Toronto 2017: You Disappear review


Based on a novel by Christian Jungersen, Danish director Peter Schønau Fog’s second feature You Disappear is an intriguing, if not wholly satisfying, family melodrama, buoyed up by decent central performances and an unsentimental directness.

Following an epileptic fit, Frederik (Nikolaj Lie Kaas) is diagnosed with a brain tumour. Though the prognosis is not terminal, Frederik, his wife, Mia (Trine Dyrholm), and their son, Niklas (Sofus Rønnov), are told to expect mood swings, a loss of impulse control and a lack of interest in other people until he is cured. Unfortunately, Frederik’s impulsive behaviour leads him to embezzle millions of Danish Kroner from the private school where he works. When he is taken to court, Mia admits to the surprise of the jury that his altered behaviour has led to the best three years of their marriage. Dividing itself between the court case and the beginning and end of Frederik’s illness, Fog’s screenplay uses non-linear narrative to play tricks with memory and its part in the construction of self identity.

Joining a support group for the spouses of brain-damaged patients, Mia meets lawyer Bernard (Michael Nyqvist), both of whom find comfort in the notion that identity is not a fixed constant, but something mutable, like a jigsaw puzzle whose pieces can be moved around and replaced. You Disappear uses Mia and Bernard’s predicaments to explore debates around free will and the self. Unfortunately, the film never fully transforms from the literary into the cinematic, Mia’s endless narration holds our hand through themes that more confident direction might have shown rather than told, and the lethargic cinematography, particularly in the repetitious courtroom scenes, invariably begins to grate. Fog aims for the metaphysics of Bergman’s Persona, but lands somewhere closer to the A-Level philosophy of the Wachowskis.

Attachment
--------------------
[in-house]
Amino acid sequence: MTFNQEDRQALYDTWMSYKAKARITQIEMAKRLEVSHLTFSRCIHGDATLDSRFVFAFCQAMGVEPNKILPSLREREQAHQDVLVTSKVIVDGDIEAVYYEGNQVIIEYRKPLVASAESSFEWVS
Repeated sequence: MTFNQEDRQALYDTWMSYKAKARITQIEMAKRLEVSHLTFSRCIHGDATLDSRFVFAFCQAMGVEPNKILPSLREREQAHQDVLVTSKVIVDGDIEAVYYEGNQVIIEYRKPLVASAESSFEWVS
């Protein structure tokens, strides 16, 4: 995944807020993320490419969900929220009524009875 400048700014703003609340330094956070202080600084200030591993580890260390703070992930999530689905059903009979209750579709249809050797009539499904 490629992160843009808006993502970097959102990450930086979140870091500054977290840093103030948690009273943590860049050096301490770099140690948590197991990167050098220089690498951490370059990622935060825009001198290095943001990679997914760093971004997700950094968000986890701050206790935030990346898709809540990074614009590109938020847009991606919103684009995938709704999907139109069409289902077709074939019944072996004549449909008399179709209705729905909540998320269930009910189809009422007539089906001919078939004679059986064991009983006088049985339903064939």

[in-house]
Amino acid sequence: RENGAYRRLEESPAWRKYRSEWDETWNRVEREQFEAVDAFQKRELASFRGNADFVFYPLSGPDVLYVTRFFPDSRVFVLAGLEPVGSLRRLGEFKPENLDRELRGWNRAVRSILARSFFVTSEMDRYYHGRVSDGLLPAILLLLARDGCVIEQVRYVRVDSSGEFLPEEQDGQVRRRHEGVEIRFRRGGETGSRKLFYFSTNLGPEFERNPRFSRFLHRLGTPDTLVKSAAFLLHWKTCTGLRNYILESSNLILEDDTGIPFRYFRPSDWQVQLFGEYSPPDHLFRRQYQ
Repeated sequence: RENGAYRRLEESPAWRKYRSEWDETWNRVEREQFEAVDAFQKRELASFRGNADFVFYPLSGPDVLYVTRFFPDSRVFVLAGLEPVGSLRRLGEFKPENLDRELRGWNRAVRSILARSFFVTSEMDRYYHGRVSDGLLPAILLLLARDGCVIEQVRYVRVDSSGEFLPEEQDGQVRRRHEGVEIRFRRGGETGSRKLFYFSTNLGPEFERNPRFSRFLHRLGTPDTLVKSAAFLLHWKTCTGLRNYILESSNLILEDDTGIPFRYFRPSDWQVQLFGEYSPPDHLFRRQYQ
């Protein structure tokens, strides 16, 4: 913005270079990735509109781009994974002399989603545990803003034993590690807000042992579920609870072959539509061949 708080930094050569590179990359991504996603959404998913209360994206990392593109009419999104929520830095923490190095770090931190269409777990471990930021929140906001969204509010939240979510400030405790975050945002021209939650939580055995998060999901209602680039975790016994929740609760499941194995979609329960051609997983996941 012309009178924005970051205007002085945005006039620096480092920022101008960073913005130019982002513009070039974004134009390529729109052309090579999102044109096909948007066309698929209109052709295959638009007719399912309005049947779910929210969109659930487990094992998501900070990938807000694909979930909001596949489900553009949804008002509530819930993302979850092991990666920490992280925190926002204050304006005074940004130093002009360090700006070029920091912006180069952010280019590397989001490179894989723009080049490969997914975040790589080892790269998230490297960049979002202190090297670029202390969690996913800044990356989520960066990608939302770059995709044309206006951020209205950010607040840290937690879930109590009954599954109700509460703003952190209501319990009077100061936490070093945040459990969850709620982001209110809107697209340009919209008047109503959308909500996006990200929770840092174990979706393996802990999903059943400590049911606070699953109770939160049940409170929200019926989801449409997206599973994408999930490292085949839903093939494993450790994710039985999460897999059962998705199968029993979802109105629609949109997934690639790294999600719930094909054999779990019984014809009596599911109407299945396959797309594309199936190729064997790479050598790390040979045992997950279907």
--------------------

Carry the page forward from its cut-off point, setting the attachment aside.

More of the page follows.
Saving the workmanlike direction and philosophising is Dyrholm, who gives a pained and deeply sympathetic performance as Mia. Her inevitable affair with Nyqvist’s Bernard – both reaching out for tenderness and comfort – is ill-advised but entirely understandable. Rønnov’s performance as teenage son Niklas is surprisingly moving, too, seeing his own developing sense of self darkly inverted in his father’s regression from responsible adult to impulsive man-child. Though the film’s final act drags itself out in service of an unnecessary and wholly predictable twist, Fog elicits consistently affecting performances from his leads. And though Mia’s philosophical narration is often clunky, its existential conceit – that our experience of a unified, singular self is a psychological illusion – is undeniably compelling.

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Christopher Machell | @Dr_Machell

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